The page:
Its store boasts perhaps some of the best prices are for games new and old. In the recent Christmas sale, there were massive savings on new games, and old classic titles such as Mass Effect or Deus Ex were available for under US$10.
Jack points out that other top-selling and acclaimed recent PC titles Mac users have completely missed out on include Fallout 3, Crysis, Grand Theft Auto 4, Age Of Conan, Resident Evil 5 and Street Fighter 4.
Most of these titles were released either simultaneously or earlier on Xbox 360 and/or Playstation 3. All these PC games can be played under Boot Camp on Macs, or in the other virtualisation environments mentioned above, but you need to buy and install Windows.
(Bioshock has finally come to Mac, and I'd love to review that, but the developer either doesn't want reviews or I don't have its correct contact details.)
Jack recently became aware of another virtualisation tool called Crossover Games by Codeweavers.
This apparently allows you to run a range of Windows games and apps (particularly the Valve Steam and Source engine ones) within the comfort of Mac OS X. It works on Wine technology, an open source app allowing Windows applications to operate on other platforms without having to own, use or pay for Windows.
Of course, many of the top gaming peripherals are either simply not compatible, or lack the Mac specific drivers to unlock their full potential. This includes the excellent Sidewinder mouse by Microsoft.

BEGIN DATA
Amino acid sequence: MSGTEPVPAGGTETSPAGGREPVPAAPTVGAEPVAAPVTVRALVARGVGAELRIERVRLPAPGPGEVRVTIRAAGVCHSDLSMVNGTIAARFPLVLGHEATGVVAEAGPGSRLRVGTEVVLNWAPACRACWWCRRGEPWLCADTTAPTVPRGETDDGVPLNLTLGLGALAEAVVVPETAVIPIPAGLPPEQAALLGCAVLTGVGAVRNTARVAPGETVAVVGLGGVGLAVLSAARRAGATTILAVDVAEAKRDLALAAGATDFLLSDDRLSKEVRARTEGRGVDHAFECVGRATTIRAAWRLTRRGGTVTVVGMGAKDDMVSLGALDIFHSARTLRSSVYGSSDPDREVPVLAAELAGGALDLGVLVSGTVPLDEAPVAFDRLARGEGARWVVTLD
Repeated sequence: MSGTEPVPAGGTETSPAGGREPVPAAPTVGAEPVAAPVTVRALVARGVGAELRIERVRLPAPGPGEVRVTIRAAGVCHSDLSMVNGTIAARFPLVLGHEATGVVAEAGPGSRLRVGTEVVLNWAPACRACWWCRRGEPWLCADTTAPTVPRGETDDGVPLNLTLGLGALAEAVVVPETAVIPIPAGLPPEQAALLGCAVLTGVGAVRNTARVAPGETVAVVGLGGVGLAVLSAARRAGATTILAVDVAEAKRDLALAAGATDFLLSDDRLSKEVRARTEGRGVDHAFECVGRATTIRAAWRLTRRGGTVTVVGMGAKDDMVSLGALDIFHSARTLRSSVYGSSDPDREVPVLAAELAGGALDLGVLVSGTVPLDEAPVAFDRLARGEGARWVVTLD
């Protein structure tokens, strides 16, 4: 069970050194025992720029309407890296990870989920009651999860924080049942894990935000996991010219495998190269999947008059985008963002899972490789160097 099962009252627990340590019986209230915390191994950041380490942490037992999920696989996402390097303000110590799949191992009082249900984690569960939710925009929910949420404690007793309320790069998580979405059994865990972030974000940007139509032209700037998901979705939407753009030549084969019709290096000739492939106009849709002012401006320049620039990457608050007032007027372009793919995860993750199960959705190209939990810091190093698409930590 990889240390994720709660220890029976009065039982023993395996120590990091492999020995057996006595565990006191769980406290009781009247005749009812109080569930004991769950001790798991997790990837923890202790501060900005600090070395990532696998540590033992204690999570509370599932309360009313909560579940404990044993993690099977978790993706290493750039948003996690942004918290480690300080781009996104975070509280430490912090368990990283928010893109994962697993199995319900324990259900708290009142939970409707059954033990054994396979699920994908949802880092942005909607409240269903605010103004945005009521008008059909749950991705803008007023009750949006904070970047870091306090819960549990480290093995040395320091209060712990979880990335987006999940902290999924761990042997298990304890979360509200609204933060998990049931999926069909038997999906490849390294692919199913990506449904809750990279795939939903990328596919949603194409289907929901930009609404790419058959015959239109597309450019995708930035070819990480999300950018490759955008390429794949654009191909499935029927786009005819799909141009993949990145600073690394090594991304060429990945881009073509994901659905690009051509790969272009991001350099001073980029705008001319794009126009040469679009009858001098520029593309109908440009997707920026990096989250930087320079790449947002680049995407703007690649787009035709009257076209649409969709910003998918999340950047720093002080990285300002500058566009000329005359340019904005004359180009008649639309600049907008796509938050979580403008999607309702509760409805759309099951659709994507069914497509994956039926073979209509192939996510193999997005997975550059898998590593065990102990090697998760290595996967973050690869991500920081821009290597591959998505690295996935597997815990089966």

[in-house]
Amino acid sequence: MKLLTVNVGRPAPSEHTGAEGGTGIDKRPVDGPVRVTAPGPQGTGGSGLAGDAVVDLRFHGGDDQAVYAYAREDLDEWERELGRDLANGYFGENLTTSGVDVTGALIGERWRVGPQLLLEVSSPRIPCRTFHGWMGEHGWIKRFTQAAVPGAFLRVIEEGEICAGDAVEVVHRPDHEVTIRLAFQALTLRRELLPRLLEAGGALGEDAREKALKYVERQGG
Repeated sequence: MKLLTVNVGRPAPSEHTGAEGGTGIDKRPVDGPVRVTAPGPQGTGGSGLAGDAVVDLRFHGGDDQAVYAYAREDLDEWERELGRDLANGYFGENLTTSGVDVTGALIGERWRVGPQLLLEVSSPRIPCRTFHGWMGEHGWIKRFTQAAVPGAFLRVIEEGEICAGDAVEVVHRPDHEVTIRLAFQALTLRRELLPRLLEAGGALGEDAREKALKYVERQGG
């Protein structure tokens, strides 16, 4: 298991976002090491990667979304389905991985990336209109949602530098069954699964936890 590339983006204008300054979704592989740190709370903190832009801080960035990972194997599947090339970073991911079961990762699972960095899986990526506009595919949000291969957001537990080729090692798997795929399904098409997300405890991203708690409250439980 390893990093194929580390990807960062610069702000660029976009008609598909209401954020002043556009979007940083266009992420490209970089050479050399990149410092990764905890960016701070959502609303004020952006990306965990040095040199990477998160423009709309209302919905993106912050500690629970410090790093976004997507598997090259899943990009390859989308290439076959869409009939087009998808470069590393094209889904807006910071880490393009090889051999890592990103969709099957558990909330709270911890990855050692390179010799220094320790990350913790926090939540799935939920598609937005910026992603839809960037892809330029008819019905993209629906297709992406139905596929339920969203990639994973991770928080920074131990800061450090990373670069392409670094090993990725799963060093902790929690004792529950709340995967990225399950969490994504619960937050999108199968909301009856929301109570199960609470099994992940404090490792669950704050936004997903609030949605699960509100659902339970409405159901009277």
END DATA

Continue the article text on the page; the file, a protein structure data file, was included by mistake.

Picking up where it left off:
Therefore, the experiences even for games that do get simultaneous Mac and PC releases can have discrepancies, especially out there in the multiplayerverse in which you require all the advantages you can get.
Jack feels that simultaneous releases are becoming more and more crucial in online gaming since the maximum experience in these games relies not only on the calibre of the game, but of the other players.
"Mac users being chucked in months down the track puts us at a disadvantage." This can really take the fun out of going online (and is one of the reasons for NZ's MadMacs clan nights).
A case in point is Call of Duty: Modern Warfare 2. It enjoyed simultaneous releases for PC, Xbox 360 and Playstation 3.
Previous versions all had much later ports to the Mac (CoD4 was a full 10 months behind, says Jack, plus extra time to get Mac patches to allow games to be played against with Windows users).
Jack says "Call of Duty: Modern Warfare 2 is awesome. Utterly amazing. The question is, will it still be that way a year down the track? Is any unpopularity of a Mac port a self-fulfilling prophecy? A year can be a long time in the technology world. Perhaps it's about the parent company finding the sweet spot where the extra development for a simultaneous release is 'worthwhile'?".
On that note, says Jack, with apps above like Crossover and Wine, and with developments like the Goblin engine invented by the two Aucklanders for ArtRage mentioned last week, "is porting to Mac really such a stretch? Especially with hardware being more similar than ever between Macs, PCs and the consoles?"
That's a good question. I expect, though (and unfortunately), that if Apple releases a tablet, more gaming resources than those even directed at the iPhone OS will go into that, and even less to us poor, sorry and bewildered Mac games fans.
- Mark Webster mac-nz.com